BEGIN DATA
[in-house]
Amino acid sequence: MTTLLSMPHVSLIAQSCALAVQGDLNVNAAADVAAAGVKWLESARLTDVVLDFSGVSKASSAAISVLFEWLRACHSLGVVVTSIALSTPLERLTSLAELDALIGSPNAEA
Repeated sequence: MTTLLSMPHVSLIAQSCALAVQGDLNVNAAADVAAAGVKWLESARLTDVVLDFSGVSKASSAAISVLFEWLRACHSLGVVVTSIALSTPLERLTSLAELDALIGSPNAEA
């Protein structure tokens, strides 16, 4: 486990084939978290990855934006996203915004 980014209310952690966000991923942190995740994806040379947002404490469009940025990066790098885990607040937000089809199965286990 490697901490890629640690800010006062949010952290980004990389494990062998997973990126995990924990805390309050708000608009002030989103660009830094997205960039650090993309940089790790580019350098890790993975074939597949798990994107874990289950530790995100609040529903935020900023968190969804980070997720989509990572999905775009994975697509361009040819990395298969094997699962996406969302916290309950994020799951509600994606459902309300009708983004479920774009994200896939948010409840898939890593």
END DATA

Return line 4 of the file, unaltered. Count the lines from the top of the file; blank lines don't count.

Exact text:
């Protein structure tokens, strides 16, 4: 486990084939978290990855934006996203915004 980014209310952690966000991923942190995740994806040379947002404490469009940025990066790098885990607040937000089809199965286990 490697901490890629640690800010006062949010952290980004990389494990062998997973990126995990924990805390309050708000608009002030989103660009830094997205960039650090993309940089790790580019350098890790993975074939597949798990994107874990289950530790995100609040529903935020900023968190969804980070997720989509990572999905775009994975697509361009040819990395298969094997699962996406969302916290309950994020799951509600994606459902309300009708983004479920774009994200896939948010409840898939890593």